Has anyone tried something along these lines?
2 weeks ago

Nathan Allen Lewis wrote:If you all haven't heard of Living Energy Farm in Virginia (I think they branched off from Twin Oaks a while back)
They run a lot of motors and machinery directly off of 180V solar- no batteries, no inverters, no charge controllers I think.

It looks like they have replaced all the AC motors in their shop tools with 180 volt industrial DC motors.  That's a slick system.  Particularly the part about halving the solar array to get a nominal 90 volts DC for use with common household universal motors.  As an electrician, I can say that the big downside is that DC voltage that high is much more prone to arc-welding the switches closed, and are therefore much more prone to accidents and fires; which is why they are not more common than they are.  There should be a "pull-out" disconnect ahead of their 30 amp safety switches, that can be yanked out by someone in the event that the 30 amp switch welds shut.  A standard forktruck charging connector with a large loop of wire (as both a handle and current carrying conductor) would work well for this.  Also, only use fuses with high voltage DC, as normal breakers cannot be relied upon for DC; and industrial DC breakers cost a fortune.
1 month ago

Joshua Myrvaagnes wrote:

It seems to me that the really permacultural and cheap solution is a raft or a canoe kind of thing--it's dead simple, really cheap, you replace the stuff as it rots (and it will rot, and quickly, but there's secondary functions that the rotting logs can be put have control over it, you have autonomy.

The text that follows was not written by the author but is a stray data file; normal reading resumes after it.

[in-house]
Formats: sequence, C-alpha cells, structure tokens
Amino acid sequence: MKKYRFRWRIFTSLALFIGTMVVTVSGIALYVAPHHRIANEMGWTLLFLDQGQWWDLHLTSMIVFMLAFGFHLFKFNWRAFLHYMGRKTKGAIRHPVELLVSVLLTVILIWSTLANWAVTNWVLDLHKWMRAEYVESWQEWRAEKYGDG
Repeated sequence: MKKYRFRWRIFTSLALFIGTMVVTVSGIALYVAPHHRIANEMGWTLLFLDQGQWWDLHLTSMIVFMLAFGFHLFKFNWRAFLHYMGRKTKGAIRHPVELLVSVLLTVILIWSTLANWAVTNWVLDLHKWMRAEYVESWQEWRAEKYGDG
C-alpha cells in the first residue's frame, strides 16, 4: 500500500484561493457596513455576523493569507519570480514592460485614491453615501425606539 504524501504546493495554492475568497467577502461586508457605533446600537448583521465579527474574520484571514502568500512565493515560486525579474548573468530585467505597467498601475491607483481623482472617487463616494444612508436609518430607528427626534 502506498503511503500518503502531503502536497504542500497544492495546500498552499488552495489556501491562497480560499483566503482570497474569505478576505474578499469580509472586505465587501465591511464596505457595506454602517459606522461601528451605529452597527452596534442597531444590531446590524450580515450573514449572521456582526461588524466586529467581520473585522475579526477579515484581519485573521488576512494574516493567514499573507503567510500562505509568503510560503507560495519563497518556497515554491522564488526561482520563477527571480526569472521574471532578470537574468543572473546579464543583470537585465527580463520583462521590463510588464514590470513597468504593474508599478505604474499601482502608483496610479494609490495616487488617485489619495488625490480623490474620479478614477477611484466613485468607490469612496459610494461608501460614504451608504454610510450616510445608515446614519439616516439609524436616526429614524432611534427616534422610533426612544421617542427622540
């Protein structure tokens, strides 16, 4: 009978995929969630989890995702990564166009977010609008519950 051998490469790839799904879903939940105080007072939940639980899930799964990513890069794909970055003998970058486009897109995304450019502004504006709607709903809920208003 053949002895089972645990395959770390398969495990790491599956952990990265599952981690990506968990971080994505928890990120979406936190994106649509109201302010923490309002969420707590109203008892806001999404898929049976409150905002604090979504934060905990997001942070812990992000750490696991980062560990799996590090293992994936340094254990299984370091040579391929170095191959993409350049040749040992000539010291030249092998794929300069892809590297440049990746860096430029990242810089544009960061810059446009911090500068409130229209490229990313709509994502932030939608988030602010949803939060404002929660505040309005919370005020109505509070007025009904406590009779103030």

What you are describing here is building a shanty craft from wood, and would negatively impact her ability to access dock & marina facilities when needed.  A real sailboat, so long as it looks like it's been painted in the past decade and the engine (if present) doesn't leave a black cloud behind it, can be a cheap way to live because you don't appear destitute.  It's the marine equivilent of living in your van down by the river, except you're on the river.  It's a known and accepted lifestyle choice, and doesn't invoke thoughts (from marina residents, particularly) of a 'hard luck' case that might resort to stealing the brass fittings from their yacht to buy a meal.  The security that comes from living on a boat, from destitute people in particular, exists primarily from the fact that most destitute people don't have access to a boat; and for this reason, most marinas are high security from the land/hard side, but open access from the sea side.  With that in mind, if anyone is seen paddling up from the sea on something that looks like they cobbled it together from trash and found wood, that person is going to be regarded with great suspicion, and her ability to find odd jobs for cash or even make friends at that marina will be impacted.  Conversely, if a person comes motoring up in a tiny sailboat that doesn't look like it's about to sink in the next blow; that person is generally assumed to be exactly the kind of person that the OP is looking to be, broke as a lifestyle choice, and therefore not desperate. It's not fair, but life's not fair.

1 month ago
Well, I'm good on half of my Christmas shopping in one go...
1 month ago